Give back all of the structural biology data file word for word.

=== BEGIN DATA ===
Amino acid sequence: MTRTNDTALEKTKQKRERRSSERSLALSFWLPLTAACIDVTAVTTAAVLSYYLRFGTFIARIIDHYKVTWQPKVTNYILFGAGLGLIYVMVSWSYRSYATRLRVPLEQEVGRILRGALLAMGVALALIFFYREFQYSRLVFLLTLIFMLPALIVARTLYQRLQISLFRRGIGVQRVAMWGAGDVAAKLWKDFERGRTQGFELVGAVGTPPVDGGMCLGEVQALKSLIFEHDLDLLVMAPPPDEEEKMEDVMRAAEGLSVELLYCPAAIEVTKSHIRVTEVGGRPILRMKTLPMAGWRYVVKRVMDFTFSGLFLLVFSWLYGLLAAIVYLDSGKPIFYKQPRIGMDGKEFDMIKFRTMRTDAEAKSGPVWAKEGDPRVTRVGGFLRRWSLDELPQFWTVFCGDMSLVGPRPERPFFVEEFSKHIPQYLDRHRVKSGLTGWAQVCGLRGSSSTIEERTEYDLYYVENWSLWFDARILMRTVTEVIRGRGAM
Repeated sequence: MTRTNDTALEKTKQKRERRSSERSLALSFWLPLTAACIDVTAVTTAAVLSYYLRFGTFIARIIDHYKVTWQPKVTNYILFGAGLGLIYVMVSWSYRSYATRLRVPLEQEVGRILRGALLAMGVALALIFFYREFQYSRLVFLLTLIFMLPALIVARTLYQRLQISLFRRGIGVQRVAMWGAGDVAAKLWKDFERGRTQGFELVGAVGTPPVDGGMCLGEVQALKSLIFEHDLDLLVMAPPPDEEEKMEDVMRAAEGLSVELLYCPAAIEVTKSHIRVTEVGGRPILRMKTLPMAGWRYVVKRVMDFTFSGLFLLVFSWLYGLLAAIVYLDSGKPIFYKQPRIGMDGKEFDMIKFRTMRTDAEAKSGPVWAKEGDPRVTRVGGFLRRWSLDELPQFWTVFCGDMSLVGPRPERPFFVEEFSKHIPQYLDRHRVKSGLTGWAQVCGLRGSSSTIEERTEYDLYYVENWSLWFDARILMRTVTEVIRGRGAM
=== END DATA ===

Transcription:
Amino acid sequence: MTRTNDTALEKTKQKRERRSSERSLALSFWLPLTAACIDVTAVTTAAVLSYYLRFGTFIARIIDHYKVTWQPKVTNYILFGAGLGLIYVMVSWSYRSYATRLRVPLEQEVGRILRGALLAMGVALALIFFYREFQYSRLVFLLTLIFMLPALIVARTLYQRLQISLFRRGIGVQRVAMWGAGDVAAKLWKDFERGRTQGFELVGAVGTPPVDGGMCLGEVQALKSLIFEHDLDLLVMAPPPDEEEKMEDVMRAAEGLSVELLYCPAAIEVTKSHIRVTEVGGRPILRMKTLPMAGWRYVVKRVMDFTFSGLFLLVFSWLYGLLAAIVYLDSGKPIFYKQPRIGMDGKEFDMIKFRTMRTDAEAKSGPVWAKEGDPRVTRVGGFLRRWSLDELPQFWTVFCGDMSLVGPRPERPFFVEEFSKHIPQYLDRHRVKSGLTGWAQVCGLRGSSSTIEERTEYDLYYVENWSLWFDARILMRTVTEVIRGRGAM
Repeated sequence: MTRTNDTALEKTKQKRERRSSERSLALSFWLPLTAACIDVTAVTTAAVLSYYLRFGTFIARIIDHYKVTWQPKVTNYILFGAGLGLIYVMVSWSYRSYATRLRVPLEQEVGRILRGALLAMGVALALIFFYREFQYSRLVFLLTLIFMLPALIVARTLYQRLQISLFRRGIGVQRVAMWGAGDVAAKLWKDFERGRTQGFELVGAVGTPPVDGGMCLGEVQALKSLIFEHDLDLLVMAPPPDEEEKMEDVMRAAEGLSVELLYCPAAIEVTKSHIRVTEVGGRPILRMKTLPMAGWRYVVKRVMDFTFSGLFLLVFSWLYGLLAAIVYLDSGKPIFYKQPRIGMDGKEFDMIKFRTMRTDAEAKSGPVWAKEGDPRVTRVGGFLRRWSLDELPQFWTVFCGDMSLVGPRPERPFFVEEFSKHIPQYLDRHRVKSGLTGWAQVCGLRGSSSTIEERTEYDLYYVENWSLWFDARILMRTVTEVIRGRGAM